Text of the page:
Politics

OUTLINE

  • Introduction
  • Historical aspect
  • Modern Impact



Historical aspect

Until the year 1868, only white males had the right to vote. 

When the Civil War was over, a number of legal impediments that impeded the procedure of voting for African Americans became fewer, and from 1868 to 1896 nearly 45 percent of African-American citizens became the state’s registered voters. One of the most significant innovations was the 15th amendment enacted in 1870 and prohibited from denying a citizen the right to vote based on that citizen's "race, color, or previous condition of servitude".  
In 1898, Louisiana was the first to use the infamous Grandfather Clause, which implied having complicated education and specific fortune requirements on registrants whose ancestors had not been registered to vote before January 1, 1867.  Therefore, African-American voter registration was decreased to 4% of total registration percentage by the end of 1898. This Grandfather Clause was repealed on 1915 by the U.S. Supreme Court.
During following few decades, Louisiana’s government tried to abridge the rights of African Americans  to vote and to consolidate their success of previous years, when Black citizens had almost no political influence, so Louisiana was “unremitting and ingenious” in its methods. It claimed to “give a reasonable interpretation of any section of the federal or state constitution in order to vote”, levied poll taxes and authorized an all-white Democratic primary to deny blacks access to the determinative elections.
In the 1950s, Louisiana decided to ban a single-shot voting along with developing citizenship tests so that not to leave a chance allowing the minority community to collect the votes in support of one candidate when a number of members are elected. All the while, from 1940 to 1964, the States Rights Party established and headed an aggressive movement for black disenfranchisement and judicially-directed segregation. All these historical events resulted in that the percentage of voting age African Americans who had a possibility to register to vote was less than 1% from 1910 until 1948.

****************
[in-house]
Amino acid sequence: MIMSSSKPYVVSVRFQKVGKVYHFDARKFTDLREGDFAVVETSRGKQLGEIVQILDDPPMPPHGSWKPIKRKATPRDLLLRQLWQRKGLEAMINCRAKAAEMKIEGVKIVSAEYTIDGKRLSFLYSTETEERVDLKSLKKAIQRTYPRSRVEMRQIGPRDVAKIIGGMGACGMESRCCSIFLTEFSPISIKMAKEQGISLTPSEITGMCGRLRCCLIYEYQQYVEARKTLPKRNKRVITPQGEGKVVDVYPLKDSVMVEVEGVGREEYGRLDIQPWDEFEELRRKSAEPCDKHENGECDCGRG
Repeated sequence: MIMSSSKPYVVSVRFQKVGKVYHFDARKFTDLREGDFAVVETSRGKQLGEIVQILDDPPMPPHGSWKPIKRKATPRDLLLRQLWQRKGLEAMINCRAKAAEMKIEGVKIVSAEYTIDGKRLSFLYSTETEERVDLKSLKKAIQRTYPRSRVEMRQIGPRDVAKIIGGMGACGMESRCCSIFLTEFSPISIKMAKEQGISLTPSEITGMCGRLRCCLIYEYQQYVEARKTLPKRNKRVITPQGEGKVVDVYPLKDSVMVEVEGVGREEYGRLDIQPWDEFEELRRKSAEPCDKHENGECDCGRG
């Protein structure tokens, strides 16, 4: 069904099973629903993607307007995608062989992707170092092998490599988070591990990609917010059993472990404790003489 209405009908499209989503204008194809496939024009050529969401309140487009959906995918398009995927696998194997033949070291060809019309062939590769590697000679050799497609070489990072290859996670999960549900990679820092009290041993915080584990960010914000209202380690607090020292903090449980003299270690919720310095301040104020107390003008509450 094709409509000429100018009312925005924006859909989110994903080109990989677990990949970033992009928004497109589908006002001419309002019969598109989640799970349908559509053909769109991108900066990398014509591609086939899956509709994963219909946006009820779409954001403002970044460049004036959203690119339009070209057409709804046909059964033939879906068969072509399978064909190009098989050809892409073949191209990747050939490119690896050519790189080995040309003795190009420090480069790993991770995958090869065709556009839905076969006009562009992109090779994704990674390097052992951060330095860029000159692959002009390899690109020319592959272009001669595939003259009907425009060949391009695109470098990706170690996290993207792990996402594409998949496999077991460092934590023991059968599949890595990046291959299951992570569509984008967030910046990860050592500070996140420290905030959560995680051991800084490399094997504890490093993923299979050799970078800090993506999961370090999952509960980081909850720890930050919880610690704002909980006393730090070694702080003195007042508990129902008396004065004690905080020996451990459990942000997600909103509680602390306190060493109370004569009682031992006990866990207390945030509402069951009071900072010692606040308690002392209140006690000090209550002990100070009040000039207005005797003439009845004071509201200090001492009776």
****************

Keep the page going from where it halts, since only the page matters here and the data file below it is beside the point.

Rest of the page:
Although, from that very year the proportion increased significantly: in 1948 it rose to five percent, and afterwards to 1964 the proportion reached 32 percent.



Thus, it was a long way full of disregard of the constitutional obligations to give the right to vote to all the citizens of the state regardless of race taken by Louisiana government and other states’ governors that led Congress to impose the remedies and protections embodied in the Voting Rights Act in 1965. The relevant sections are the Section 2 containing a prohibition on voting discrimination and the Section 5 amended in 1982 by the Congress. Section 5 included the preclearance to ensure the absence of discriminatory changes in every element of Louisiana voting.

 To sum up, 95 years passed since the 1870 when the 15th amendment was enacted till the moment when African Americans, particularly Blacks of Louisiana, gained the real right to vote and have a serious impact on the politics of their state and the whole country. 

Modern impact


Louisiana historically has supported Republican Party except fot the first half of the XX century being a state dependent on favorable environment for business. It is accounted for the population of ethnic minorities, such as African Americans, electing a democratic candidate compared to white citizens voting for Republicans in Louisiana. By 2011, African Americans were 1,510,994 in Louisiana while there were 4,574,836 of white residents. Therefore, 64% of white voters form the absolute majority over 31% of African Americans and it is no wonder that the Republican Party gaining the support of white voters defeats the Democratic Party.